oh, what of the clouds building over Mt. Evans…
here at the light on County Line at Quebec
the sky is clear
the sun is etching new lines ’round my eyes
and for this thirty seconds
nothing in the world is off kilter
…oh, quit your honking!
This is the truth I have come to know:
people are not dead until they are dead,
and maybe not then.
You cannot talk over them, pretend they are not there.
You cannot plan without them, assume they don’t care.
They are here! They are here, and fully aware.
So quiet the panic as best as you can,
sit down, shut up, take hold of their hand.
Just at this moment it is not about you.
Cry if you must, wail and weep,
but sit there, and listen, and live in the moment,
while they are here living with you.
How can it be?
How can it be
that that thin, thin body
can hold four liters of fluid?
Four liters of fluid!
There is no room!
Certainly there is no room…
You see, it is not just the liver that petrifies,
but also the hearts of those watching,
praying for that one miracle,
one is all that is needed,
before his body
is too weak
Blast this gift
It calls me from the living room
Spread out in bits and pieces
Initially heaped and piled
Now beginning to fall in place
Driving me mad
Usurping my time
It grabs me on my way to the coffee maker
Pulls my eyes to that notched edge I sought for hours last evening
It was right there
How could I have missed it
This does not match the image on the box
Its colors trick the eye
Changing nobs to points
Clouds to puddles
Depending on light and shadows
From back windows
And pole lamps
It feeds my foibles
Finally total satisfaction at tearing it completely apart
And sending it to the next junkie
Drove up I-70 to Georgetown
where I lived in ’85
the air was crisp,
the shops were filled,
the hills were still alive.
I shuffled through Ophelia’s
craved bone china white and blue
old books loved
toys well played
and dragon puppets, new.
The Shoppe Internationale
beckoned as of old…
Bright blue glass trimmed with gold.
Crossed the street to use the lew
in the warm and toasty library,
of sailor’s yarns,
and others made me tarry.
Drove back ‘longside the deep cold lake,
thinking of thirty years past…
but, does no good
to think too much,
can bring you down too fast.
So just there, ’round ’bout Downieville,
I turned off the frontage road
and joined the traffic
put down my punishing load.
Turned on the great new stereo
in my great new true blue Mini,
turned up the tunes
and sang along,
Made it home with smiles a plenty.
No, Christina Rossetti (1830 -1894), I cannot agree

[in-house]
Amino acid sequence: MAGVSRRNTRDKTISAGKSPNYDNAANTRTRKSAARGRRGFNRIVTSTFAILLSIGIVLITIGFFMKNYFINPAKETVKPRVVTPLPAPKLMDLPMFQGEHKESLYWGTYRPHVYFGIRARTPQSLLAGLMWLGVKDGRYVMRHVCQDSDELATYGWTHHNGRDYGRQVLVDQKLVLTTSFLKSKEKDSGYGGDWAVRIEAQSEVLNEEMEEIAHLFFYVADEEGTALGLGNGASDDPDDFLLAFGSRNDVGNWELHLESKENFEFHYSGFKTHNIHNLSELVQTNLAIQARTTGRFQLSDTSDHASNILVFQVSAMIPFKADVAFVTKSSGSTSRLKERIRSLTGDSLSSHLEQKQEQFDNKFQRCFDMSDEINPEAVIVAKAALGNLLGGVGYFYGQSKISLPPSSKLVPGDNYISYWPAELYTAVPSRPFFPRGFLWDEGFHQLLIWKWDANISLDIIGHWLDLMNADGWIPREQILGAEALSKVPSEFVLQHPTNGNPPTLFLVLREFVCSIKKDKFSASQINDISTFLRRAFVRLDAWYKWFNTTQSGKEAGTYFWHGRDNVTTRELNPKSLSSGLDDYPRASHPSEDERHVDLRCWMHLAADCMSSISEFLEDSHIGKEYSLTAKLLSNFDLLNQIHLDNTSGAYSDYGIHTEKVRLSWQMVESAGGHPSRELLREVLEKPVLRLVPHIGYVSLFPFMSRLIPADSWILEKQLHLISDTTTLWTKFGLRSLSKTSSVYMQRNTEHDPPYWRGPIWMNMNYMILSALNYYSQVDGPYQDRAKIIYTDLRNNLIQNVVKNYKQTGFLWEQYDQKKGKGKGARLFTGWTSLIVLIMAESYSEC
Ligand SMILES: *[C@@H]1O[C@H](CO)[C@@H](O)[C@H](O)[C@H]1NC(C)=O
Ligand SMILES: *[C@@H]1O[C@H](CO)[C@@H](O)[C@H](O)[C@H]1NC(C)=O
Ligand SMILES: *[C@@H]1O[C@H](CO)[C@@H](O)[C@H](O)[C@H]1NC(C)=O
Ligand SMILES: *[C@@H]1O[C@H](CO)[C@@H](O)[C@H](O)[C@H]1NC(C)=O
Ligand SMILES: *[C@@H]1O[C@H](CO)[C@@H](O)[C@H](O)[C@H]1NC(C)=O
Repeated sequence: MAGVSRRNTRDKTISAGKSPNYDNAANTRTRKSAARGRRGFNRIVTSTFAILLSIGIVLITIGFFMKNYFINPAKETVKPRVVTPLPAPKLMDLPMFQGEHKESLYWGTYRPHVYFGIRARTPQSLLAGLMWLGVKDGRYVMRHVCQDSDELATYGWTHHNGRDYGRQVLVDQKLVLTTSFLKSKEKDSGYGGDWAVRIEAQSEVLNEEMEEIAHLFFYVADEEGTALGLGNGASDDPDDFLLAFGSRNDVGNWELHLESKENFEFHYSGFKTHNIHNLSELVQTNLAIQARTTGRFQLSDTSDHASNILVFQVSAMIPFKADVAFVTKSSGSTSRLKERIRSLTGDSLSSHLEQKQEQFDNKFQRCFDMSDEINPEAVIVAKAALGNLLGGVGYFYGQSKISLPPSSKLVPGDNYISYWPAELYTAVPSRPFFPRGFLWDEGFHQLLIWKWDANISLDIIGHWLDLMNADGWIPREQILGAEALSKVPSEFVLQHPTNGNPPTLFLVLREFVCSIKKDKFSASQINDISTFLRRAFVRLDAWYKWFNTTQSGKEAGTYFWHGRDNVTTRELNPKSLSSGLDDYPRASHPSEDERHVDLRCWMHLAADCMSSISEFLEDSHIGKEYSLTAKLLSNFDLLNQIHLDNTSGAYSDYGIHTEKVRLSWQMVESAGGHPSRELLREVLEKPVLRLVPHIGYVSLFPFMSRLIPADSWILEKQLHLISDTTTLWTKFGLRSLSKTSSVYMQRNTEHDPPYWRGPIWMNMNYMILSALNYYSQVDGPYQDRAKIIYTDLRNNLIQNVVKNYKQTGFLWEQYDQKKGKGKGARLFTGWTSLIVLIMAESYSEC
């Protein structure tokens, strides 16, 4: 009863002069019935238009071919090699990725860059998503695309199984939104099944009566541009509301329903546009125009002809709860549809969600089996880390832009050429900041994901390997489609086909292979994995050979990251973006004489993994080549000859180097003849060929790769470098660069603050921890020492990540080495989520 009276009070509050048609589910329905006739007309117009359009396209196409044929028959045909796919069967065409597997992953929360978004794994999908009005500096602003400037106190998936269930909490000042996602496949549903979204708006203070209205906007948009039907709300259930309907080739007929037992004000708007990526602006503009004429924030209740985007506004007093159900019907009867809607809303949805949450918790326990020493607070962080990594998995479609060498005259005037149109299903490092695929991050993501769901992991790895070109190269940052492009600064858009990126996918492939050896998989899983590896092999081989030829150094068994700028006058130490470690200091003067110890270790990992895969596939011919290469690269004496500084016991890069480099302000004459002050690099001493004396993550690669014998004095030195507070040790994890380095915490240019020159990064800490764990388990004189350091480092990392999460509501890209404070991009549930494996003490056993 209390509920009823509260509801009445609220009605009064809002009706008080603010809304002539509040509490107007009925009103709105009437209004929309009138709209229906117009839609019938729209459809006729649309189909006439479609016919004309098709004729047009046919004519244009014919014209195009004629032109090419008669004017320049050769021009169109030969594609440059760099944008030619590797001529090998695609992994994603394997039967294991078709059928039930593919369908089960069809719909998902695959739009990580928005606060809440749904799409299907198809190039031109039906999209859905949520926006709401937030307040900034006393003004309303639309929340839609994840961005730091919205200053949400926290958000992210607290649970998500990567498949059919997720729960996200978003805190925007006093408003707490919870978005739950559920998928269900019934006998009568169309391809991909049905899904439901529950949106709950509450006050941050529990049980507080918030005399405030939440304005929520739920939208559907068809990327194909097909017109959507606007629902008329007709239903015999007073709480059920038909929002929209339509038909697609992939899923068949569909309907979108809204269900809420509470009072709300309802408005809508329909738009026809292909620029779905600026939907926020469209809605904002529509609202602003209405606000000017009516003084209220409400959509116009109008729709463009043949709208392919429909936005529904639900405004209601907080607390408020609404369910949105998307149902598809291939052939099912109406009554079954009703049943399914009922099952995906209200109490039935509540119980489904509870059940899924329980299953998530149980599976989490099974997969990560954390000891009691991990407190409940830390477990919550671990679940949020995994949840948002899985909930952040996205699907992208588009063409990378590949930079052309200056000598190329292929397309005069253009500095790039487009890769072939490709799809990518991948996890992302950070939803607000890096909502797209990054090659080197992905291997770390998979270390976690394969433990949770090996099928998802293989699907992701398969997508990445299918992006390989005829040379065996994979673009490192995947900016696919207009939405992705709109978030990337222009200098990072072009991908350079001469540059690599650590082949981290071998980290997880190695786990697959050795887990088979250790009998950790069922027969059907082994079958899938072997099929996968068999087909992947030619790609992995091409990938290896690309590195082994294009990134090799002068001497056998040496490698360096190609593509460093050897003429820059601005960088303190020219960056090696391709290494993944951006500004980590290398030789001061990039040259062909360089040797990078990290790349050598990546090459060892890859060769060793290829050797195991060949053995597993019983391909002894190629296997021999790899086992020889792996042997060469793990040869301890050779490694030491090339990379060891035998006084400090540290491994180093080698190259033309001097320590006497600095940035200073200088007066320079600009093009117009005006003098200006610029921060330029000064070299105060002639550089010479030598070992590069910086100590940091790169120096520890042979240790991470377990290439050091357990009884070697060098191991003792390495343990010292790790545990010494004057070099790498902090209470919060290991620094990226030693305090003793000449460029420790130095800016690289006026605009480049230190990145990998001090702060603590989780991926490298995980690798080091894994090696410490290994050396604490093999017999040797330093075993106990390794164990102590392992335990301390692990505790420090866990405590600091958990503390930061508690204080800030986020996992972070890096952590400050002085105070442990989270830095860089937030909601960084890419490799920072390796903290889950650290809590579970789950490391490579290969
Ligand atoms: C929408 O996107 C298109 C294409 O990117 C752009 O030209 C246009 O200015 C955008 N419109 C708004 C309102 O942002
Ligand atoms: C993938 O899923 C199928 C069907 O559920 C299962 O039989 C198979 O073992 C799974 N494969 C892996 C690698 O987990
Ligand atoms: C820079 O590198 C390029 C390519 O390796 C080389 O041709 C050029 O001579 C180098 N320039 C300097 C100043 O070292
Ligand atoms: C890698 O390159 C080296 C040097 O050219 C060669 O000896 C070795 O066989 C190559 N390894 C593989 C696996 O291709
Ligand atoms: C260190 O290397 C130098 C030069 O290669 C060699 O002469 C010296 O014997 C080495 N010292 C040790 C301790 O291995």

that life so dark and heavy every day must be.
It cannot be so —
No! No! and No!
If I thought your grim words were true,
deeply cutting, killing, through and through,
I would force my last breath to loudly employ
my lungs to expunge every ounce of pure joy
into a shrill, startling scream to God’s highest Heaven
for angels to gather the honey, flour, and leaven…
all sweetness, all goodness, everything light,
refashioning the world to wondrous and bright;
replacing all calloused, scarred, torn hearts
with sweet sugared, tasty, delicate tarts,
and insisting each person consume their fair share,
’til only loud laughter and love dwell there.
(after a lunch of Turkey Tetrazzini and fifteen minutes reading Christina Rosetti’s (1830 -1894) Goblin Market and Other Poems…I tire of misery and mouldering death on these bright days of Fall, 2016)
He is driving now,
Huffing at his mother as he stomps back in the house for whatever it was he forgot.
I cannot resist asking his mother, as I walk by, if he is the famous artist who at the age of five or six sold his oil paintings of trees from their porch one hot summer- gloppy, green leaves, thick, brown trunks and rigid, yellow rays of sunlight squeezed on the canvass- my favorite hanging to this day in my basement amidst other treasures.
That has been a while, she chuckles, pulling on her sunglasses as she smiles, looking back.
Just when did he grow up?
She is tall now,
And winning pageants with her dazzling smile, mile long legs, and elegant demeanor.
I bring out my pictures of her with pigtails and no teeth, recalling how we would sit on my porch having tea parties while waving at her mother from across the street; and how she just knew her daddy would love a silly little dried beef glass with stars around the top she took from the cupboard, wrapped with paper and ribbon, then ran home to give it him.
Her mother laughs remembering how she “yoved yipstick” at age three, and the color “lello.”
When did she grow up?
And how is it we have not changed?
Did you feel it, handsome, young runner calling good morning as you floated over the path through the open space in this glorious morning sun?
Did you notice, laughing couple nodding hello as you shuffled along the gravel walk?
And you, focused, sweating, racing woman, never losing a beat, yet still finding breath for a fast “morning!” How about you? Were you aware?
I plugged in as you passed.
I swallowed your smiles,
inhaled the air you exhaled,
stepped into the power vibrating in your footprints,
merged with your joie de vivre,
and thanked God for the power in community.
Blasted purple eye!
I meant only to arrive,
not fly up the steps